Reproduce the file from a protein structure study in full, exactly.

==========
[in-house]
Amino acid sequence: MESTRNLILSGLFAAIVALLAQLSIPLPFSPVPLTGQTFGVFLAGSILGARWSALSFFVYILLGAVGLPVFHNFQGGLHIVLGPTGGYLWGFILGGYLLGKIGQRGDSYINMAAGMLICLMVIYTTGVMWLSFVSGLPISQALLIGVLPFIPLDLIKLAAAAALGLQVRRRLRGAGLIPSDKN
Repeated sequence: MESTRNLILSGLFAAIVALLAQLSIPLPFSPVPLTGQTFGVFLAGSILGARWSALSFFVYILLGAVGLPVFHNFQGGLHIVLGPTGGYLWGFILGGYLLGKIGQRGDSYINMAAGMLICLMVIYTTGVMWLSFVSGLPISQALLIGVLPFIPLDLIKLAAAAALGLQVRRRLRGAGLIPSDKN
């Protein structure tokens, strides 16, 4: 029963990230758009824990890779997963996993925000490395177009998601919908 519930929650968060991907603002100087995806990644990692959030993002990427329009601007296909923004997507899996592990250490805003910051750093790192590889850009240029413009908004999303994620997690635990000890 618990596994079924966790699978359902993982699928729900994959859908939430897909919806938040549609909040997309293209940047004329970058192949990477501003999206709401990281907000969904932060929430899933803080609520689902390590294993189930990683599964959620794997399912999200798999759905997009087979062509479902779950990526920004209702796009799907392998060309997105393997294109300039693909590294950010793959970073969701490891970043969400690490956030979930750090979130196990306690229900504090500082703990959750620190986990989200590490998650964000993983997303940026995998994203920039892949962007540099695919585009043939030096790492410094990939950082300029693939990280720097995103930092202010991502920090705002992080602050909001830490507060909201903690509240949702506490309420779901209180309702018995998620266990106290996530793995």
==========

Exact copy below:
[in-house]
Amino acid sequence: MESTRNLILSGLFAAIVALLAQLSIPLPFSPVPLTGQTFGVFLAGSILGARWSALSFFVYILLGAVGLPVFHNFQGGLHIVLGPTGGYLWGFILGGYLLGKIGQRGDSYINMAAGMLICLMVIYTTGVMWLSFVSGLPISQALLIGVLPFIPLDLIKLAAAAALGLQVRRRLRGAGLIPSDKN
Repeated sequence: MESTRNLILSGLFAAIVALLAQLSIPLPFSPVPLTGQTFGVFLAGSILGARWSALSFFVYILLGAVGLPVFHNFQGGLHIVLGPTGGYLWGFILGGYLLGKIGQRGDSYINMAAGMLICLMVIYTTGVMWLSFVSGLPISQALLIGVLPFIPLDLIKLAAAAALGLQVRRRLRGAGLIPSDKN
């Protein structure tokens, strides 16, 4: 029963990230758009824990890779997963996993925000490395177009998601919908 519930929650968060991907603002100087995806990644990692959030993002990427329009601007296909923004997507899996592990250490805003910051750093790192590889850009240029413009908004999303994620997690635990000890 618990596994079924966790699978359902993982699928729900994959859908939430897909919806938040549609909040997309293209940047004329970058192949990477501003999206709401990281907000969904932060929430899933803080609520689902390590294993189930990683599964959620794997399912999200798999759905997009087979062509479902779950990526920004209702796009799907392998060309997105393997294109300039693909590294950010793959970073969701490891970043969400690490956030979930750090979130196990306690229900504090500082703990959750620190986990989200590490998650964000993983997303940026995998994203920039892949962007540099695919585009043939030096790492410094990939950082300029693939990280720097995103930092202010991502920090705002992080602050909001830490507060909201903690509240949702506490309420779901209180309702018995998620266990106290996530793995």